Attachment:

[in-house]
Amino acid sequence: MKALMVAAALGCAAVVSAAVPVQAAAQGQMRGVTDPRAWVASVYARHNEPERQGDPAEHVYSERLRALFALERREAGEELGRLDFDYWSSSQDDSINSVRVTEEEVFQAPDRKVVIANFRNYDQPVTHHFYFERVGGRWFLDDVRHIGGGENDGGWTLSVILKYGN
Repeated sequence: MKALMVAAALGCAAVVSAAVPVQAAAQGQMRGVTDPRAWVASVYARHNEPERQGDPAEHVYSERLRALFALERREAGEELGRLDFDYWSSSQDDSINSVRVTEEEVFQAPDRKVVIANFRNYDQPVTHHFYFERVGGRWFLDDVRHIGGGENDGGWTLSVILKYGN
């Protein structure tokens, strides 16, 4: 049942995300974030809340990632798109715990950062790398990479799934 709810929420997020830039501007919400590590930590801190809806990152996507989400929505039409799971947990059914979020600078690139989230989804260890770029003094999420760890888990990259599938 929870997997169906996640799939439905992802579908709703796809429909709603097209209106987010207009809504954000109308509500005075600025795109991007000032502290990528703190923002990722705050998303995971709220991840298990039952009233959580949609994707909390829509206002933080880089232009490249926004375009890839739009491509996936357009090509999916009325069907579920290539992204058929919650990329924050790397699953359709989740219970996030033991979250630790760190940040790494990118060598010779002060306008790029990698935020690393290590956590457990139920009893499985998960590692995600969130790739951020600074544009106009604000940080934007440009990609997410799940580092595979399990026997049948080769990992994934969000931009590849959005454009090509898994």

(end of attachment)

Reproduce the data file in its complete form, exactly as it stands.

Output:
[in-house]
Amino acid sequence: MKALMVAAALGCAAVVSAAVPVQAAAQGQMRGVTDPRAWVASVYARHNEPERQGDPAEHVYSERLRALFALERREAGEELGRLDFDYWSSSQDDSINSVRVTEEEVFQAPDRKVVIANFRNYDQPVTHHFYFERVGGRWFLDDVRHIGGGENDGGWTLSVILKYGN
Repeated sequence: MKALMVAAALGCAAVVSAAVPVQAAAQGQMRGVTDPRAWVASVYARHNEPERQGDPAEHVYSERLRALFALERREAGEELGRLDFDYWSSSQDDSINSVRVTEEEVFQAPDRKVVIANFRNYDQPVTHHFYFERVGGRWFLDDVRHIGGGENDGGWTLSVILKYGN
């Protein structure tokens, strides 16, 4: 049942995300974030809340990632798109715990950062790398990479799934 709810929420997020830039501007919400590590930590801190809806990152996507989400929505039409799971947990059914979020600078690139989230989804260890770029003094999420760890888990990259599938 929870997997169906996640799939439905992802579908709703796809429909709603097209209106987010207009809504954000109308509500005075600025795109991007000032502290990528703190923002990722705050998303995971709220991840298990039952009233959580949609994707909390829509206002933080880089232009490249926004375009890839739009491509996936357009090509999916009325069907579920290539992204058929919650990329924050790397699953359709989740219970996030033991979250630790760190940040790494990118060598010779002060306008790029990698935020690393290590956590457990139920009893499985998960590692995600969130790739951020600074544009106009604000940080934007440009990609997410799940580092595979399990026997049948080769990992994934969000931009590849959005454009090509898994």